Author

Molly Ginn

Publication Date

2018

Document Type

Dissertation/Thesis

First Advisor

Valde, Kathleen S.

Degree Name

M.A. (Master of Arts)

Department

Department of Communication

LCSH

Communication

Abstract

Relational dialectics 2.0 (Baxter, 2011) argues that individuals use cultural discourses to make sense of what is being said in relational interactions. However, relational dialectics does not explain how people learn these cultural discourses. This thesis uses relational dialectics 2.0 and social learning theory (Bandura, 1977) to focus on five cultural discourses that are present in four musicals in order to better understand how people learn and apply what they learn about cultural discourses to their daily interactions. The five cultural discourses examined are historical representation, identity, race, sexuality, and social class, and the four musicals are Hamilton, Hairspray, Les Miserables, and Rent. Social learning theory was used to develop five research questions. Semi-structured qualitative interviews were conducted with participants (N=12) who had seen Hamilton and at least one of the other three musicals. The data were analyzed using thematic analysis, and the results identify and explain the themes related to what people learn about cultural discourses from viewing live performances of musicals and how they apply that learning to their interactions. The last chapter provides a discussion of the results including the implications they have for relational communication.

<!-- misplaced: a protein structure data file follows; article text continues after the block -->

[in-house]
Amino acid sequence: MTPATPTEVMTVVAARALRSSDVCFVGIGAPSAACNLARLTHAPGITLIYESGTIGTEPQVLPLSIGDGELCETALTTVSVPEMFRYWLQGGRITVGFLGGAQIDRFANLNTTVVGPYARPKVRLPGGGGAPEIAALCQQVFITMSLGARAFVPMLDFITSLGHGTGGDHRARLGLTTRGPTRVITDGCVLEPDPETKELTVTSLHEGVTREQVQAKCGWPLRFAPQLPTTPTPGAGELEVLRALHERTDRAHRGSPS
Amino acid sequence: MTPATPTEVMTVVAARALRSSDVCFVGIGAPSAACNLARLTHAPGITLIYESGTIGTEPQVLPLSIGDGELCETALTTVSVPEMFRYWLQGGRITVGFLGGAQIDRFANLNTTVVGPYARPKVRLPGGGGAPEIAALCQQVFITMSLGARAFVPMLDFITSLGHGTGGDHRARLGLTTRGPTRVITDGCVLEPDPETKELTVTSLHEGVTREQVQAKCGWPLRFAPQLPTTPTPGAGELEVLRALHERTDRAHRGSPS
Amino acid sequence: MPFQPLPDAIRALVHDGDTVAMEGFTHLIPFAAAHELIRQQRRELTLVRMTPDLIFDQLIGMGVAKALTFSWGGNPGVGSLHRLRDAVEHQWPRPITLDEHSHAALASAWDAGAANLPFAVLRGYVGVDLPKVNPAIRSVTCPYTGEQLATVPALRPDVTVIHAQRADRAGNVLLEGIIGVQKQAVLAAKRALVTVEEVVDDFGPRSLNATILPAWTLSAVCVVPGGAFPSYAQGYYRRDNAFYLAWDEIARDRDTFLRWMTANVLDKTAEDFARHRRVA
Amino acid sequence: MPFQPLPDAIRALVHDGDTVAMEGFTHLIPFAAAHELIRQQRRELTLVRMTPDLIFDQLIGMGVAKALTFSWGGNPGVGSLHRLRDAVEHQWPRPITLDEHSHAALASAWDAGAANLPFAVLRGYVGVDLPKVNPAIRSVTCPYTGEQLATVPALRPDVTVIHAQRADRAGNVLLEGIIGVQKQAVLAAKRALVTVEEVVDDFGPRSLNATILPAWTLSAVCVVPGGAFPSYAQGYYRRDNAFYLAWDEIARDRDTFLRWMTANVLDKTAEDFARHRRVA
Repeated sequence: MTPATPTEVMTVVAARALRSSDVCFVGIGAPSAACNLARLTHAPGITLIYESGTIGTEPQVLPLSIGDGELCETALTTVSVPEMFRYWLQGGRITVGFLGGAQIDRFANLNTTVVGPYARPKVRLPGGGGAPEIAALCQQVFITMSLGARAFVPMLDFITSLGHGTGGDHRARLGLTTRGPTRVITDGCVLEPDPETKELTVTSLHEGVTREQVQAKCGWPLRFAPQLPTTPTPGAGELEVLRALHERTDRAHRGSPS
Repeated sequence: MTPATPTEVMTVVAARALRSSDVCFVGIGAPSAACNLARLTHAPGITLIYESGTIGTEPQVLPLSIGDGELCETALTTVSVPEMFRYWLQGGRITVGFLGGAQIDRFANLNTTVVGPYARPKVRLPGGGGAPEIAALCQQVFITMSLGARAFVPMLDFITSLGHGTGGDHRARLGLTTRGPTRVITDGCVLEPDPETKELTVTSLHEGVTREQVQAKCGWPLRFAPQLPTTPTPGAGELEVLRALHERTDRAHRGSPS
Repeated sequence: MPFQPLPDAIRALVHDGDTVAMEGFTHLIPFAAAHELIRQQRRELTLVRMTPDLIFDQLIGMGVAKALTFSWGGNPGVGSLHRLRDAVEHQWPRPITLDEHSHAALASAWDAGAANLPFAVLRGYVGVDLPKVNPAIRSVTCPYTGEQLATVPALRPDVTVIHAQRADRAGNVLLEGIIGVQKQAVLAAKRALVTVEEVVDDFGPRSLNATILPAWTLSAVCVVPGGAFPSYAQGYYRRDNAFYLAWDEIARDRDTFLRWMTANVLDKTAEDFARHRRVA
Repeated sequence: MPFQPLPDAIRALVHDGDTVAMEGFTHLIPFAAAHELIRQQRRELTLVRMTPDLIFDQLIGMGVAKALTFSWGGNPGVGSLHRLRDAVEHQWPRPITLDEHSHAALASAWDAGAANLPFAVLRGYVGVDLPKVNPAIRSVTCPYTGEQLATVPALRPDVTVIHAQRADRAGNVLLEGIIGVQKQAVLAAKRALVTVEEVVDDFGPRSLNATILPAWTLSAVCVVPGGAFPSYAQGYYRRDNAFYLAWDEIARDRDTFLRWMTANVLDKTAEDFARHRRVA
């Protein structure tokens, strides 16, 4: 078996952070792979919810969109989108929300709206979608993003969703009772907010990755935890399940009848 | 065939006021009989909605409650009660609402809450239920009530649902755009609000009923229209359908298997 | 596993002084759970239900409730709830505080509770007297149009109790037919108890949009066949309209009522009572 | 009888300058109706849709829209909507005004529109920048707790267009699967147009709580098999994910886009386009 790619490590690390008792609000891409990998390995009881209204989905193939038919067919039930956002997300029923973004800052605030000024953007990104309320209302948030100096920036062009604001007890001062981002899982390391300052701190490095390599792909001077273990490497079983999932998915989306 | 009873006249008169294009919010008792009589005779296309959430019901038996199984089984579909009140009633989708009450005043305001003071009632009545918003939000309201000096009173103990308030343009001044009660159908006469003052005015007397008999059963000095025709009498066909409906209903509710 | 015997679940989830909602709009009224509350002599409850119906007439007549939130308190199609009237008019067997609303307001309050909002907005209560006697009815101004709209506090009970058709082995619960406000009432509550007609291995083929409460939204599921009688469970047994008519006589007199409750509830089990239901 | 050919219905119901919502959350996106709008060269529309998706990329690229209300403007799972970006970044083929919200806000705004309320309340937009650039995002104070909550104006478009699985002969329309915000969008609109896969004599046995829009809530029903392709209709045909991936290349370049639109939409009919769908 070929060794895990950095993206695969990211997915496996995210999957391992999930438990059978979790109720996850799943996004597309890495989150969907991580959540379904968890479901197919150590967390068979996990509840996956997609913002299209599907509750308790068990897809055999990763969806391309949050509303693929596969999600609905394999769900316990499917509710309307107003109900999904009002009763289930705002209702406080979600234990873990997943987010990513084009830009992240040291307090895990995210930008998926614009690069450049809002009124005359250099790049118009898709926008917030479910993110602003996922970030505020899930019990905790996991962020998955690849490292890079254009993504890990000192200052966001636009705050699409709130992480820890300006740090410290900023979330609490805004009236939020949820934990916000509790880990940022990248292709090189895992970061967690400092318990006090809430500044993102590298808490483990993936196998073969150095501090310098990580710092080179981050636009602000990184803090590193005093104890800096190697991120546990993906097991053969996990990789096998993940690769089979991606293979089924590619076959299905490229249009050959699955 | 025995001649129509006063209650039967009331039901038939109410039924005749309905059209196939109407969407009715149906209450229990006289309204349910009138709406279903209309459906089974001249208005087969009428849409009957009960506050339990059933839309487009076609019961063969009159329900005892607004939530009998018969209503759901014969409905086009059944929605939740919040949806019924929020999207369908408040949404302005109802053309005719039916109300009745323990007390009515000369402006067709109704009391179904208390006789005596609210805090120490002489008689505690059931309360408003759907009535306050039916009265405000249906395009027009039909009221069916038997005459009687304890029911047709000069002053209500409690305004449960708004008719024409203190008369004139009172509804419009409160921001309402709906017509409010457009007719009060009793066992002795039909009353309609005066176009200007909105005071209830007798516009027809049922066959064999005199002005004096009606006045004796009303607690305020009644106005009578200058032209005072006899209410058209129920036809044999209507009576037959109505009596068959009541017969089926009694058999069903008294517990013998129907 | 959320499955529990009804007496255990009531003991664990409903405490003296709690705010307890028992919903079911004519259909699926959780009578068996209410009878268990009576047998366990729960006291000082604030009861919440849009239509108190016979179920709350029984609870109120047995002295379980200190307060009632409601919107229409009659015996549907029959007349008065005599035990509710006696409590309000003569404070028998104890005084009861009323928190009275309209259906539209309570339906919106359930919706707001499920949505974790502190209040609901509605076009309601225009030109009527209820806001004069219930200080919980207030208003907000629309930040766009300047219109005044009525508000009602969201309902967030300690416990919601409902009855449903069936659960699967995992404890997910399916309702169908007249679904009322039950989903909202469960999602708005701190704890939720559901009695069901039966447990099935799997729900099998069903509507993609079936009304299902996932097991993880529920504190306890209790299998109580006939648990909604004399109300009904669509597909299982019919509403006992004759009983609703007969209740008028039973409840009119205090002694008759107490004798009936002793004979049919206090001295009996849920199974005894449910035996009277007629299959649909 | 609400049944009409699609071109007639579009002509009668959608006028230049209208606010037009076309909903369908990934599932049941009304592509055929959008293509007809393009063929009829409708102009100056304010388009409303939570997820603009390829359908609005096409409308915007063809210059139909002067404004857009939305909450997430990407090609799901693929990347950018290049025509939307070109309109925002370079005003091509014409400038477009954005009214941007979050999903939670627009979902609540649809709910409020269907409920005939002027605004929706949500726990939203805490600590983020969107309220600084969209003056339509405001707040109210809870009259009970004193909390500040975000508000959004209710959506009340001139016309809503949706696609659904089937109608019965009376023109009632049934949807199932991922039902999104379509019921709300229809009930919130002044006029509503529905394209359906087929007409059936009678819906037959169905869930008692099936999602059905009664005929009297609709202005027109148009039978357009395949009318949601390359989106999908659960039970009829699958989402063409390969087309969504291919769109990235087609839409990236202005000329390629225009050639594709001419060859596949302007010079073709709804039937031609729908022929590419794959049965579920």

Comments

Advisors: Kathleen S. Valde.||Committee members: Ferald J. Bryan; Mary Lynn M. Henningsen.||Includes bibliographical references.

Extent

73 pages

Language

eng

Publisher

Northern Illinois University

Rights Statement

In Copyright

Rights Statement 2

NIU theses are protected by copyright. They may be viewed from Huskie Commons for any purpose, but reproduction or distribution in any format is prohibited without the written permission of the authors.

Media Type

Text

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